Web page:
Missy: the cancer detector
Missy, a tabby cat from Newcastle, was normally quite aloof. So, when she began persistently pawing at her owner Angela’s chest, it was completely out of the ordinary. In fact, the behaviour was so unusual that it prompted Angela to check that everything was OK with a visit to her GP. She was shocked to find that she had pre-cancerous cells in her breast, which wouldn’t necessarily have shown up on a mammogram. Thanks to Missy, Angela could get the life-saving treatment she needed.
Three years later, Angela’s heart sank when Missy began to paw at her chest again. This time, Angela knew exactly what to do and, once again, potentially troublesome cells were detected. ‘I felt fine and I honestly don’t think I would have bothered if she hadn’t drawn my attention to it. I was incredibly lucky that she did,’ said Angela.
So, did Missy smell the pre-cancerous cells or was she using a special feline sixth sense? ‘Missy was almost certainly reacting to an imperceptible change in the odour of her owner’s skin,’ explains Dr John Bradshaw, an anthrozoologist and research fellow at Bristol University veterinary school. ‘Cats’ noses are not quite as sensitive as dogs’, but they are still much better than ours. Felines also have a second smell-detecting system, the vomeronasal organ, which they use when sniffing scent marks left by other cats. Missy was probably using a combination of the two senses when she alerted her owner, but she wouldn’t have known what the change in smell meant – just that it was out of the ordinary.’
What we can learn: Missy’s story shows that it’s worth paying attention to any changes in your pet’s usual behaviour. While it may not be pointing to an issue with your own health, it could be your pet’s way of telling you that she is in pain or feeling stressed about a change in her environment. If the behaviour persists, even with some extra attention from you, play it safe and book an appointment with your vet.
Cleo: the loyal companion
In the UK, more than 500 people go to hospital with a heart attack every day, but many of us won’t always recognise the symptoms. Luckily for Richard and Pauline Jenkins of Chessington, their timid tortoiseshell cat Cleo was on hand.
As Richard lay on his bed with chest pains, fifteen-year-old Cleo ran up and down the stairs until Pauline came to check what was wrong. Cleo waited on the bed with Richard while the paramedics attended to him, which was an unusual response from a cat that was normally very wary of strangers. Cleo took their amazing bond even further, as when Richard returned from hospital she stayed by his side until he was fully recovered.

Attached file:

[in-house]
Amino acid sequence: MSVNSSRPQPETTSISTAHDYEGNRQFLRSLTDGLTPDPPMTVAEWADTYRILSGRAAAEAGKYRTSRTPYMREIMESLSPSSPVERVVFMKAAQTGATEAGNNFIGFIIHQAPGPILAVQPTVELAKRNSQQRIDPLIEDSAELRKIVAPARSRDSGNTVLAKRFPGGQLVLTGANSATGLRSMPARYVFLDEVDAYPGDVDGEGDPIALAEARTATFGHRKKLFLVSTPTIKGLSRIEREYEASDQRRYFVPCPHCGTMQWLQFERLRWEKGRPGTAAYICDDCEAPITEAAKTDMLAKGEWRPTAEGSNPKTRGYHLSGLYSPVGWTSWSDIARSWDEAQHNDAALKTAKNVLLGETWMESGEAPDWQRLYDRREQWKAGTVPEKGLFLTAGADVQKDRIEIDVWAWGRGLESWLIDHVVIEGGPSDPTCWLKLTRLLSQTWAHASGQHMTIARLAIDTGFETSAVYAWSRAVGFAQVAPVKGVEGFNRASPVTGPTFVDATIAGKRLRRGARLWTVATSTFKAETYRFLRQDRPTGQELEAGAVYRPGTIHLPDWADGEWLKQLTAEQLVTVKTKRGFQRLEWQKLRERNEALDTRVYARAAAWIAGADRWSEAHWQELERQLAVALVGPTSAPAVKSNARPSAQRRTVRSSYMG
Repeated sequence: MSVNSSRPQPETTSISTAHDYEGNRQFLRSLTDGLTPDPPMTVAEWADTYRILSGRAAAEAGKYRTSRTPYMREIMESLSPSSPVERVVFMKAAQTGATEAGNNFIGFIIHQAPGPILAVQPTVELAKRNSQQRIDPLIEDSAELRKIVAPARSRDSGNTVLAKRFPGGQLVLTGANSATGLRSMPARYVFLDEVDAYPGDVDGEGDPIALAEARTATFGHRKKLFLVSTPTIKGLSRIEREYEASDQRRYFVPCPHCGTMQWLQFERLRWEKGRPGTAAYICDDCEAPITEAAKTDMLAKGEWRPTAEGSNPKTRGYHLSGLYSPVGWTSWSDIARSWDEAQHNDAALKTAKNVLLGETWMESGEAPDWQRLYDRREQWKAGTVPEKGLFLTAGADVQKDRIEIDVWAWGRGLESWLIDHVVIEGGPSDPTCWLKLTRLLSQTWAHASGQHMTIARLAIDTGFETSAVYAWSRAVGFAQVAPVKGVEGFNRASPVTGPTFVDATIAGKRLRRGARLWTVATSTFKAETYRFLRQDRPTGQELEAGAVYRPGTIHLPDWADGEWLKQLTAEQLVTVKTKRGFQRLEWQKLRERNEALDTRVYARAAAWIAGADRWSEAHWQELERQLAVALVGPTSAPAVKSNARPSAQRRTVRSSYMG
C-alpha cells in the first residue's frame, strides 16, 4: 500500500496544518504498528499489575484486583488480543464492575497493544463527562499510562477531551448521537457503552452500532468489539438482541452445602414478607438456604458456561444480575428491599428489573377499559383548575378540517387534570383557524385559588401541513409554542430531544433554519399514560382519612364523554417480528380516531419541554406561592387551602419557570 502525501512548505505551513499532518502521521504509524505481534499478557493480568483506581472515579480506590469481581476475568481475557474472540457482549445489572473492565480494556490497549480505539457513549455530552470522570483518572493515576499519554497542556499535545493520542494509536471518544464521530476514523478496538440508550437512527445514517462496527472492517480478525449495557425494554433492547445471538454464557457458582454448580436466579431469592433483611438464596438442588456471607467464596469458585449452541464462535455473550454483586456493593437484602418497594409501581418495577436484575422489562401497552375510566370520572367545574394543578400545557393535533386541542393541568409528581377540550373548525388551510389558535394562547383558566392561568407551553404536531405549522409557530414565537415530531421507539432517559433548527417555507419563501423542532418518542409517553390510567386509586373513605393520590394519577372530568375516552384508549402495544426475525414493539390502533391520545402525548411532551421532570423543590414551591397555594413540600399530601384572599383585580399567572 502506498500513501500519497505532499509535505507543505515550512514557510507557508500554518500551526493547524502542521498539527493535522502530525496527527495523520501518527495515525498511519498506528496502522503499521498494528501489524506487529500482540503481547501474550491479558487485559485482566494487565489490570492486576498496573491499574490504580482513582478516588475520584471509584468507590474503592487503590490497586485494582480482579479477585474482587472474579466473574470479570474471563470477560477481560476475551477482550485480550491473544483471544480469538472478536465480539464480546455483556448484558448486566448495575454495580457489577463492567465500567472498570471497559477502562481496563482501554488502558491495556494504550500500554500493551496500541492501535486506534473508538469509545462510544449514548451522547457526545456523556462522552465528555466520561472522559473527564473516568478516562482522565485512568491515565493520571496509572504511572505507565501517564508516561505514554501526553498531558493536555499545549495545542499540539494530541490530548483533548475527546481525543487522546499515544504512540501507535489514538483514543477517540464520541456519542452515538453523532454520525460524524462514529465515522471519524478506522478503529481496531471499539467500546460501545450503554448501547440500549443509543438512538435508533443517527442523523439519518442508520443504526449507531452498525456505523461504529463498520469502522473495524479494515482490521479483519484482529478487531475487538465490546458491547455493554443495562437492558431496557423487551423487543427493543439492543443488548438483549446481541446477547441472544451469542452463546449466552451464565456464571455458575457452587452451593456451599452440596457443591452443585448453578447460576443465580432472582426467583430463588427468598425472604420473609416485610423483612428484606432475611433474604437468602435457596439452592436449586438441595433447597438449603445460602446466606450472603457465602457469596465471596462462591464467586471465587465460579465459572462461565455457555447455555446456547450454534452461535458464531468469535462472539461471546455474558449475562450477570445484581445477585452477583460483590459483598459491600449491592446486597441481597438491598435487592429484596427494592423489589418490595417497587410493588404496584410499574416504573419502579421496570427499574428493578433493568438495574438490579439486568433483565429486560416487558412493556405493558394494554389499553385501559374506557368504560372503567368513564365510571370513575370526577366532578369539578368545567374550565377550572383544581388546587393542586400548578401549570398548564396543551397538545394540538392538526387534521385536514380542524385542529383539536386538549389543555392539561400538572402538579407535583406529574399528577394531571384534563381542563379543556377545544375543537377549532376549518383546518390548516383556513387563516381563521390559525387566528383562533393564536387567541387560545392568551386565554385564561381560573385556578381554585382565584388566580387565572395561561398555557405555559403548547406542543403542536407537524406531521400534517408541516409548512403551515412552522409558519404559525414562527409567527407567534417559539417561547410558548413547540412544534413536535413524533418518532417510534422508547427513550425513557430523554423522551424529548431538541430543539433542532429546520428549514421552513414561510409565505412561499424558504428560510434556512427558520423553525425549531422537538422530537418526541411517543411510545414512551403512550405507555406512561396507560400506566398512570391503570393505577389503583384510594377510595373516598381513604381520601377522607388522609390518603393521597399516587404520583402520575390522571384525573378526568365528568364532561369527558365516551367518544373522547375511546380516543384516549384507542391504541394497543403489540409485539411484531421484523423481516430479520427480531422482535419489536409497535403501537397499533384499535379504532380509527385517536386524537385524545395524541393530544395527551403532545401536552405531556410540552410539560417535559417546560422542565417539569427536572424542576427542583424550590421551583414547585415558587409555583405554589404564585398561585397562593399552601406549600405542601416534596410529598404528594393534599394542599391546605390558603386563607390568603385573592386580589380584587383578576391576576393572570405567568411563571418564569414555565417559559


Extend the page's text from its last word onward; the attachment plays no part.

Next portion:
Cleo’s reaction was very interesting, says Dr Bradshaw: ‘Most cats run and hide when they become upset by unusual events. But those that have formed a very strong bond with their owners might react protectively instead, much as a dog would.’
What we can learn: If you would like to strengthen the bond between you and your cat, try gentle grooming and lots of interactive play. Use your cat’s name when you interact together, and focus on the ways that your cat likes to be stroked and touched. Cats also feel more content when they feel safe, so if you respect your cat’s needs, the bond between you is likely to deepen.
Pixie: the guardian angel
Every parent worries about their child’s safety, particularly while they sleep. For Sophie Hellyer and Mike Sawyer of Wiltshire, their worst fears came true when their 15-month-old baby, April, choked during the night. And it was thanks to their cat, Pixie, who leapt onto their bed to wake them up and ran back-and-forth to April’s room, that they became aware something was wrong.
‘As soon as I saw April, I could see she was choking,’ said Sophie. Grapes that April had eaten earlier in the day were to blame, and were thankfully soon dislodged with a swift pat on the back by Mike.
John is impressed with how Pixie responded, as most cats’ initial reaction to babies is one of extreme caution. ‘Babies don’t look, sound or smell like an adult human, so a cat’s wariness isn’t surprising,’ he explains. ‘That’s why I suggest that cats will always benefit from some training both before and after a new addition to the household. But in this case, Pixie must have accepted the baby as a legitimate member of the household. Her reaction is similar to the way that mother cats on a farm would help one another if any of their kittens were threatened.’
What we can learn: The best way to get your cat used to the idea of a new baby (or any new addition) to your home, is by slowly introducing the sounds, sights and smells that might accompany the change. For example, in the case of a new baby, playing pre-recorded infant noises in the lead-up to the birth and using baby products on your own skin could help. The important thing is to keep your routines the same, so that your cat still feels secure.